[OT] Network load analysis
bobsneidar at iotecdigital.com
Wed Nov 25 16:25:22 EST 2015
First, if he has managed switches, he can find out which ports are generating the traffic. If he is getting traffic spikes all at once on all ports, he likely is suffering from a broadcast storm. Those are difficult to troubleshoot, but the short answer is monitor switch LED's and start unplugging network cables until the problem subsides. It will be a dramatic change in the flickering of the activity LED's on his switch (if they work that way).
If it's not a broadcast storm, then (assuming a managed switch situation) configure one port as a monitor port (also known as promiscuous mode) which will render ALL traffic on ALL ports on the monitor port. Then connect a device running a packet sniffer on that port and start capturing packets during one of these spikes.
If this is traffic going through your router, your router should be able to show you graphs on who is generating the traffic. If not, as suggested, there is software that can do this for you, but it needs to run on a port that is promiscuous, or else on a hub with the uplink of your switch and your upstream switch or router connected to other ports. Some software can configure some switch ports automatically, but it's not a slam dunk.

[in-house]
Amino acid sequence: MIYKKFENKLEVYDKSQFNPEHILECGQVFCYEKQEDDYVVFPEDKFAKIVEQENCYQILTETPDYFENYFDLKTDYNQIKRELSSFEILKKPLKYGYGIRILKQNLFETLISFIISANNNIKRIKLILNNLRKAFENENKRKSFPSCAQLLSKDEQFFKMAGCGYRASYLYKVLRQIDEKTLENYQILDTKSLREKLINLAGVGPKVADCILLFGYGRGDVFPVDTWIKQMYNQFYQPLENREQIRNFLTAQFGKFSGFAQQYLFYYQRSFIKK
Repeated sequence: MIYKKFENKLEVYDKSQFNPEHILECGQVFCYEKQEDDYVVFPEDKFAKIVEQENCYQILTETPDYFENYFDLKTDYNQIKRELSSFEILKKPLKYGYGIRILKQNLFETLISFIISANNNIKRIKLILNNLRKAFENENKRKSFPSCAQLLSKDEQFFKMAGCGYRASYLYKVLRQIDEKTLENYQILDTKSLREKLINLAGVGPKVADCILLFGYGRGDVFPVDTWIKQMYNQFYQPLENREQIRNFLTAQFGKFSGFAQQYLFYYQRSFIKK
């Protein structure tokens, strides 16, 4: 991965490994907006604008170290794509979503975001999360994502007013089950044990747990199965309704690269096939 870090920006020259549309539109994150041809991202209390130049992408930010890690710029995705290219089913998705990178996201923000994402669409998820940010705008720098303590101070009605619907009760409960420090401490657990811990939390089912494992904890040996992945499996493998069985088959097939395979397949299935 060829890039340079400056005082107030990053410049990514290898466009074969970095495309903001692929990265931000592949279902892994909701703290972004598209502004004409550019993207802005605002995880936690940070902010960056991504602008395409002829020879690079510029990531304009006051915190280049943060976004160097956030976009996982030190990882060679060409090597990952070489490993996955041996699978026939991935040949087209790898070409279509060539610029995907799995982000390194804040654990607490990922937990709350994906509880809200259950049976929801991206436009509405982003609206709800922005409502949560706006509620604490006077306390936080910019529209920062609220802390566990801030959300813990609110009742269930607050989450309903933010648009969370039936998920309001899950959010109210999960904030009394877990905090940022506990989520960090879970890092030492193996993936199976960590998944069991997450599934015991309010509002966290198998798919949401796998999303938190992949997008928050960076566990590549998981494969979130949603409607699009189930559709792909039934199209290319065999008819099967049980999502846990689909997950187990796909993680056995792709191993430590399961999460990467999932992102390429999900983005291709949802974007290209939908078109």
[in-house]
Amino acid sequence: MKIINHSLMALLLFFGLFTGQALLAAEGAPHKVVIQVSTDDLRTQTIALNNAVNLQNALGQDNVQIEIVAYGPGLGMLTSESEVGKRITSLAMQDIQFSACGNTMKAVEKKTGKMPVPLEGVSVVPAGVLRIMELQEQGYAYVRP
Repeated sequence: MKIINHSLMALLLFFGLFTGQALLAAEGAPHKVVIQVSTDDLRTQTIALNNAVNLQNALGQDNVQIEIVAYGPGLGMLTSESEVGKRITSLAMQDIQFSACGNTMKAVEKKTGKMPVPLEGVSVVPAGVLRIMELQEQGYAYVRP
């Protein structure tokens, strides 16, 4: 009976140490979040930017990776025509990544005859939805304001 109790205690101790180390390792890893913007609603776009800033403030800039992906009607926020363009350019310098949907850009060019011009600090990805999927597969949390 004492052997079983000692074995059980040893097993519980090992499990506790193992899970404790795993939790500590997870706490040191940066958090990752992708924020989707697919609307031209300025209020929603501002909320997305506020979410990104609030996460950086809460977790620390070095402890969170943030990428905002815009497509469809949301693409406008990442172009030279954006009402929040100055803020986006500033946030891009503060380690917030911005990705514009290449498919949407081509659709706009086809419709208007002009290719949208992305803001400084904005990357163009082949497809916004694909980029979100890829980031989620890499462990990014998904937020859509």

The causes of traffic spikes can be multitudinous. People in the company may have a favorite radio program or video feed and everyone is using streaming software to hear it. That may sound rediculous, but I worked for a Church and every day 35 women (and a few men) would go to the Churches web page and listen to the stream of the Pastor's Bible study every day. We had to deploy content management and block streaming traffic to stop it because telling them not to do it didn't work. We had the radio feed on their desk phones anyway but they didn't like the quality <slaps head>.
Other causes can be compromised computers on the LAN running a denial of service on someone else, a certain program or OS that attempts to do updates all at once or within a close proximity of time, a bad NIC that is arp storming, etc.
I have troubleshot issues like this one on a number of occasions. He can learn a lot by doing it himself, but if he is under the gun or feels like he would be overwhelmed, he should probably hire a specialist.
> On Nov 24, 2015, at 13:22 , Paul Foraker <paul at whitefeather.com> wrote:
> One of my clients needs someone to dig around in his network and find out
> why he's getting load spikes. Does anyone here know how to do that stuff,
> can recommend someone who does?
> -- Paul
> White Feather Software
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